Good luck getting universities that want no part of collective bargaining to copy pro sports' playbook with a commissioner. Even though evidence shows college sports is a multibillion dollar, professional enterprise, a commissioner for one sport would be an acknowledgment that universities couldn't stomach.
4. College football embraces biases and chaos. Admit it: Part of the fun of college football is the blatant acts of self-interest invoked by conferences across the country. Why should everything be uniform? What's wrong with arguing over whether the SEC's eight conference games and late-season cupcakes make its champion more or less worthy than the Big Ten's champ with nine conference games and early-season cupcakes? How come we can't debate how the Big 12's round-robin schedule with no championship game fits into the playoff picture? Why can't we laugh when fill-in-the-blank conference proposes some rule that blatantly helps itself or hurts a competitor?
The NFL may be uniform, but it's sterile. Fans don't chant "NFC East! NFC East! NFC East!" after games; NFL divisions don't have identities and reputations like college conferences. And sure, one reason the NFL doesn't erupt into as much chaos as college football is because there's a commissioner to "protect the shield" at all costs (even if that means trying to influence science through concussion research).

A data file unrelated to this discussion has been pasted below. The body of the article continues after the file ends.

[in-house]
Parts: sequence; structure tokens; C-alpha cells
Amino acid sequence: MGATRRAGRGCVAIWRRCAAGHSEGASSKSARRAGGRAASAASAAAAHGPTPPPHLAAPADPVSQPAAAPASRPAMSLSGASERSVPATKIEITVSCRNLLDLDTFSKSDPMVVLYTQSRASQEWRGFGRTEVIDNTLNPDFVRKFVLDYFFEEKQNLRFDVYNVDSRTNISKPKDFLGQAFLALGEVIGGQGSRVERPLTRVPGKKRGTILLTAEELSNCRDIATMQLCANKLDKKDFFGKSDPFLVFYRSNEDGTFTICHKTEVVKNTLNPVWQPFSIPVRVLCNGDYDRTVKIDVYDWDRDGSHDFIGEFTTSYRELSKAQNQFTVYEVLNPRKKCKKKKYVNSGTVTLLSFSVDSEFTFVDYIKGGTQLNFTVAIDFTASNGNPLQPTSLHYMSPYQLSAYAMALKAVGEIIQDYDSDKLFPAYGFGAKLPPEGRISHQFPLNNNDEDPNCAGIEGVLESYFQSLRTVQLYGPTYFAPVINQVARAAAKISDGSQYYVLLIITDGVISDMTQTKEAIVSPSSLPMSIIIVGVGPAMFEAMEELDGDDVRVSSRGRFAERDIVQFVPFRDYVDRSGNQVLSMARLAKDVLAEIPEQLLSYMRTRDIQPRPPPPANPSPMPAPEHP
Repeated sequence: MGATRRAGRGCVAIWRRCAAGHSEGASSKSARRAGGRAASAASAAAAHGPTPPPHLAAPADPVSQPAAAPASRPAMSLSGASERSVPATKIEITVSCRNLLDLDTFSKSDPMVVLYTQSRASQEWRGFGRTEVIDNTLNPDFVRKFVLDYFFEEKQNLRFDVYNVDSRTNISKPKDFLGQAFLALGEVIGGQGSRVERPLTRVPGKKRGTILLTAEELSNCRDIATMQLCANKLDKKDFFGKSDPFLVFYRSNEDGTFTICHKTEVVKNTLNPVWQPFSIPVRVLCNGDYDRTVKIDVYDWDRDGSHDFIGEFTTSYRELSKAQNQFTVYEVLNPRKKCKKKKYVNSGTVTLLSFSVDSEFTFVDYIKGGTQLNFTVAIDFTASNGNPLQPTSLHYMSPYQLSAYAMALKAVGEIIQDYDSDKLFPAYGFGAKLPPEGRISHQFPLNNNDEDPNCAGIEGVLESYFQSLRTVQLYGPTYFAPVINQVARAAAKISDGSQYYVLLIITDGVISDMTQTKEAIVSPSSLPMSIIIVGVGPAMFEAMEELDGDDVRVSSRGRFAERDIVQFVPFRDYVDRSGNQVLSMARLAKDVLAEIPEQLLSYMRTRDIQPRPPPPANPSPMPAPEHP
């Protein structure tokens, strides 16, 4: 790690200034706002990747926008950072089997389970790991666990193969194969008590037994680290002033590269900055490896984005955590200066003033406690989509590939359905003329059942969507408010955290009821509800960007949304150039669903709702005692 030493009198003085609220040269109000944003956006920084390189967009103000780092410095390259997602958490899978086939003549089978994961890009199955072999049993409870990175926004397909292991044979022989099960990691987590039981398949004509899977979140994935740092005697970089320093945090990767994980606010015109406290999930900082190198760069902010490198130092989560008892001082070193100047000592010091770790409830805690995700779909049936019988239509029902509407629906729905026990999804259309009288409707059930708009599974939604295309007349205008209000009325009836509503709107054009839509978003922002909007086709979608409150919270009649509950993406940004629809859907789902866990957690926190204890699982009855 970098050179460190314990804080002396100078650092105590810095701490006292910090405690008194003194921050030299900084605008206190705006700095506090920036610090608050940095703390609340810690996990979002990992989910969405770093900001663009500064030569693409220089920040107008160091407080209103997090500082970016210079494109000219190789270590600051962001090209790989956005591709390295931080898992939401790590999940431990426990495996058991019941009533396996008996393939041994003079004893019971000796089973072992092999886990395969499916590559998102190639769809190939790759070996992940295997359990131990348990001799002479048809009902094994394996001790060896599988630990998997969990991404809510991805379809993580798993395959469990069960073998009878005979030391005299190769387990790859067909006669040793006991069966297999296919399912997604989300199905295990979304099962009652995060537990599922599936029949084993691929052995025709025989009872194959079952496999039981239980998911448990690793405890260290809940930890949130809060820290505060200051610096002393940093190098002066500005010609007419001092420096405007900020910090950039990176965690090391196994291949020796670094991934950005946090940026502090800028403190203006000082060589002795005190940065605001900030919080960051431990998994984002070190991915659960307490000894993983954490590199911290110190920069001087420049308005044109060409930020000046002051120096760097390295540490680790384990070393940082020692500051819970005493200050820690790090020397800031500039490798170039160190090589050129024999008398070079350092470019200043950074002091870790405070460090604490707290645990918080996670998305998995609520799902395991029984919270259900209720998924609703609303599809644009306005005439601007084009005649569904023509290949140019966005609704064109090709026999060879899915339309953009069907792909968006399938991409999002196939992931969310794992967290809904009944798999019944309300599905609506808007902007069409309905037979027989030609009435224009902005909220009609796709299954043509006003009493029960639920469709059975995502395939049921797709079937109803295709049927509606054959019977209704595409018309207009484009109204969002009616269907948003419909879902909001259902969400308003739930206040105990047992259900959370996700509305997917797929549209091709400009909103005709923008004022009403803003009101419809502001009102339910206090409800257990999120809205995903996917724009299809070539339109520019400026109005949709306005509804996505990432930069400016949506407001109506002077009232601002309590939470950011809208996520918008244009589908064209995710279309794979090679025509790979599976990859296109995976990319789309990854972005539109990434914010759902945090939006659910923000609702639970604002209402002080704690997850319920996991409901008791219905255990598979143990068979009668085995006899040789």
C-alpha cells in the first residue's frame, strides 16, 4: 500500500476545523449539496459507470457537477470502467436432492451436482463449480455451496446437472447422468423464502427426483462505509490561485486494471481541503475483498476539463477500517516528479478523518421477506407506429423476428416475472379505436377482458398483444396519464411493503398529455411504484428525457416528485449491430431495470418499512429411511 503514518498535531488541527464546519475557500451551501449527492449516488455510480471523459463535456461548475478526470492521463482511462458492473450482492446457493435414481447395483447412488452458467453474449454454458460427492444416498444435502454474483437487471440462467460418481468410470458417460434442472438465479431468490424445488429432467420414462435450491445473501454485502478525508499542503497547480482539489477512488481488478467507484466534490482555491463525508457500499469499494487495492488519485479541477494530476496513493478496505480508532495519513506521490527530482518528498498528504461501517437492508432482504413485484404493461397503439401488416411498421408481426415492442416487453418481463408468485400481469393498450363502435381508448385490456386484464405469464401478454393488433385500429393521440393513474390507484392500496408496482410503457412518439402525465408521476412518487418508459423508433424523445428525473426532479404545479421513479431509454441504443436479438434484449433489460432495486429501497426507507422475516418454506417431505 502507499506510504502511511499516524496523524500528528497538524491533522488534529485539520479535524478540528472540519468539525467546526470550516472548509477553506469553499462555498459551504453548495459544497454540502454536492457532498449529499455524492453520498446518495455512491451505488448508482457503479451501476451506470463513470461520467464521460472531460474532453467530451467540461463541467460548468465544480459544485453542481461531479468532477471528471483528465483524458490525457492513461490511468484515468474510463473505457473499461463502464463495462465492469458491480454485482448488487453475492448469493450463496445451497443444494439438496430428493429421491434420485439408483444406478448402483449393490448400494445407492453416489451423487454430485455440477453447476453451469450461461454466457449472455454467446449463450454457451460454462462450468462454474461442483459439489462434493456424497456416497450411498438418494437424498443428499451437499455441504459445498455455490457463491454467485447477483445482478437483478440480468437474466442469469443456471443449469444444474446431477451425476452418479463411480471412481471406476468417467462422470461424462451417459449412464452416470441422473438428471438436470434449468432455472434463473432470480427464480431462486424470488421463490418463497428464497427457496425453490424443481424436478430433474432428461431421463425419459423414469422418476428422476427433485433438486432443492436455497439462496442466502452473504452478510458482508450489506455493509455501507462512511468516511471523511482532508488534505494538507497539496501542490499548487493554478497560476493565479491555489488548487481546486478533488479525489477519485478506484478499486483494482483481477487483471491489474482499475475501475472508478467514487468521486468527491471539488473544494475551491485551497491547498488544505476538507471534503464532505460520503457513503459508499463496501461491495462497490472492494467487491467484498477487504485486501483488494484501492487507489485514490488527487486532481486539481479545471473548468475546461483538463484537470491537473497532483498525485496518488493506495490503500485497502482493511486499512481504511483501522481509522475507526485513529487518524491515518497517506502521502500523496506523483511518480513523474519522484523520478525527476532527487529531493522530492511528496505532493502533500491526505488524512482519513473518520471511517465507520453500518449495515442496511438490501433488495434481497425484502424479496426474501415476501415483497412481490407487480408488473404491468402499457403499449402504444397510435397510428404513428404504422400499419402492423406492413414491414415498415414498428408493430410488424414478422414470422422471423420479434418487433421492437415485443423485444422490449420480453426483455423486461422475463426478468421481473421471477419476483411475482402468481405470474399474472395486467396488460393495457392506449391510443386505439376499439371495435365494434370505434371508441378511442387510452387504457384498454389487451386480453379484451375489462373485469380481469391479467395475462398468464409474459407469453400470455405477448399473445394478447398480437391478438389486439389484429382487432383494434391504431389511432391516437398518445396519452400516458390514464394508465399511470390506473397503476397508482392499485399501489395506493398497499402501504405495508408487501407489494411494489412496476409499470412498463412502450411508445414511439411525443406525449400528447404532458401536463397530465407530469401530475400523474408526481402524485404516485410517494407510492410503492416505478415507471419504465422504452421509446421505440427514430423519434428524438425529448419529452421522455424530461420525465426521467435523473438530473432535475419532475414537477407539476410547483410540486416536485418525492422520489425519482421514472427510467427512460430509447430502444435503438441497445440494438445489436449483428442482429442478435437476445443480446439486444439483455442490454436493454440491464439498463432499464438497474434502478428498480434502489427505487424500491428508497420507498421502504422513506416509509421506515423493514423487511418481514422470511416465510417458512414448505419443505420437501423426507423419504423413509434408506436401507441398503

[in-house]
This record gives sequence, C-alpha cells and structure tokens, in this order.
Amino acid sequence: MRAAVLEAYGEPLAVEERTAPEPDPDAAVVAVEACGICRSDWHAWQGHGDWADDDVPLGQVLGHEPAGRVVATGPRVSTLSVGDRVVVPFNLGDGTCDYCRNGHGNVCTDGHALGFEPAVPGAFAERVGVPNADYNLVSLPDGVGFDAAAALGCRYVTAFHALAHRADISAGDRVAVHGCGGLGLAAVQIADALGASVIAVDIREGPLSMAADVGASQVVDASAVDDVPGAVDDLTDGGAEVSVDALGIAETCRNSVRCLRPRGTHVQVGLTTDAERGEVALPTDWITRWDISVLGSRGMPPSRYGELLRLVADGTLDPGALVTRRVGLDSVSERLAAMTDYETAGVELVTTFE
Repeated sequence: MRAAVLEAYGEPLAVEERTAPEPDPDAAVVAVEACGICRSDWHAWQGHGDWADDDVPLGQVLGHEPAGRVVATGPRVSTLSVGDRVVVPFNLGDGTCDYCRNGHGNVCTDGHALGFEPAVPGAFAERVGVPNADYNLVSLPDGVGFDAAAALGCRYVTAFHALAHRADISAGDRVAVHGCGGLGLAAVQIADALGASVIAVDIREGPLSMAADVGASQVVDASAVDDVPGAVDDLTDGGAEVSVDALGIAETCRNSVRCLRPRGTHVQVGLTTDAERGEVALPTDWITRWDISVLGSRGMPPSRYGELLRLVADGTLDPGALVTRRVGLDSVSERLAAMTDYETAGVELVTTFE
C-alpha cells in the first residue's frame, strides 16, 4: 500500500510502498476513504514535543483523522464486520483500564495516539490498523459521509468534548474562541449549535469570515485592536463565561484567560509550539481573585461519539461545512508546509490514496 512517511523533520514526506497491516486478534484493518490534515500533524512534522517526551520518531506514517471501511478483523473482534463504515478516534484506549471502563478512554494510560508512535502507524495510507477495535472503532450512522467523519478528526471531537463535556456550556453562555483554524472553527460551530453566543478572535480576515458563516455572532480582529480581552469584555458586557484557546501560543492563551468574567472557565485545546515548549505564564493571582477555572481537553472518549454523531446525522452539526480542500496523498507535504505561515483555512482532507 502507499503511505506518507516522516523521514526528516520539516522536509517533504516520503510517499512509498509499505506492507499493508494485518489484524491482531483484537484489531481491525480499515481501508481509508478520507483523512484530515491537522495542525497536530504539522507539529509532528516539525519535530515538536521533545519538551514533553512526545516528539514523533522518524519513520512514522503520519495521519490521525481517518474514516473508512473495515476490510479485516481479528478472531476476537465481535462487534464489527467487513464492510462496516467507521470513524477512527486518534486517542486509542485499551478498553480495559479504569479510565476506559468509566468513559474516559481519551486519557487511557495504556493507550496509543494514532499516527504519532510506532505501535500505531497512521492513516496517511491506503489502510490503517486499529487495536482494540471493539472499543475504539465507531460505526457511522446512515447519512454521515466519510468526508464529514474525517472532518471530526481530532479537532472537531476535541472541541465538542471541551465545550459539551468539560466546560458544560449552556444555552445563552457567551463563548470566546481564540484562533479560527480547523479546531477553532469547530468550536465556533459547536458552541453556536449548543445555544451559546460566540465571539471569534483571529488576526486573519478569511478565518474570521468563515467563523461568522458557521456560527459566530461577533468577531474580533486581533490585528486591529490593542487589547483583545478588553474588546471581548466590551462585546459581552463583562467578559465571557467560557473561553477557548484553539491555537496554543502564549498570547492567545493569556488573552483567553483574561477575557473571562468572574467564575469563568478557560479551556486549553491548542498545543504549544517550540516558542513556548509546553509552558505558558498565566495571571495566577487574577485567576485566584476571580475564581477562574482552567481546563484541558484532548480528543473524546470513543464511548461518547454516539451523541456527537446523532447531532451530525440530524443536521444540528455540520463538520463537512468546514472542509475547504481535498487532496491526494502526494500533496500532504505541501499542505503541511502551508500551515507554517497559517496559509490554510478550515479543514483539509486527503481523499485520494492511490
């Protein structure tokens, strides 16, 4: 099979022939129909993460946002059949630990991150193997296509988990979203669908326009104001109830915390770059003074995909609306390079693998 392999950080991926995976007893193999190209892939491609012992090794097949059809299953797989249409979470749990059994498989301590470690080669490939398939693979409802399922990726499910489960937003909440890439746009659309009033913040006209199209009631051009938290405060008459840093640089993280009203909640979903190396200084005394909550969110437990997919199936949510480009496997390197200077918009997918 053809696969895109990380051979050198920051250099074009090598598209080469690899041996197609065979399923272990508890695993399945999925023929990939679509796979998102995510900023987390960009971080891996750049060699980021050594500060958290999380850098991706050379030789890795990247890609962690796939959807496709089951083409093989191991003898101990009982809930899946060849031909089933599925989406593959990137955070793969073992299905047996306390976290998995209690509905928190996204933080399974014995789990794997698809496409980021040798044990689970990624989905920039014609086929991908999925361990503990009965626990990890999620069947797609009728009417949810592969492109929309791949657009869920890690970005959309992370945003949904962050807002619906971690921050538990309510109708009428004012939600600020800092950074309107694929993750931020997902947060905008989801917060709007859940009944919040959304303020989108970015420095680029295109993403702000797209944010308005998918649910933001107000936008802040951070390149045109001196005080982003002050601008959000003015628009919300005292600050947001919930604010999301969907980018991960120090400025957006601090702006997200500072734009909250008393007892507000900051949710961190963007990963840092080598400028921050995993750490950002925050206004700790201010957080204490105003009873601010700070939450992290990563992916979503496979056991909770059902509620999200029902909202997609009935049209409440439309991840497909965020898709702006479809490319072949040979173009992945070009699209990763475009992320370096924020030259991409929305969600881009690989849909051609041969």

But deep down, the people who run college football love the chaos. When Jim Harbaugh, Lane Kiffin, Steve Spurrier or pick-your-villain-of-the-moment turns into a heel, well, that's more eyeballs for their next game. That's why God created polls for college football. That's why you can't surf the web without finding an Updated Way Too Early Top 25 that is, in fact, way too early yet deftly updates where 25 teams are ranked. That's why college football actually has a weekly TV show with mock playoff picks that mean absolutely nothing except to promote debate and fill the void of no football for a couple days.
That's where we are with the commissioner talk: Filling a void people want to believe exists without one righteous person looking out for a sport that has never been righteous.
Look, a commissioner might positively help nudge along some conversations before the headaches inevitably drive a fine individual insane. But a commissioner is not happening. And it's not a bad thing for college football to stick with its biased, chaotic self that we've loved and loathed for so long.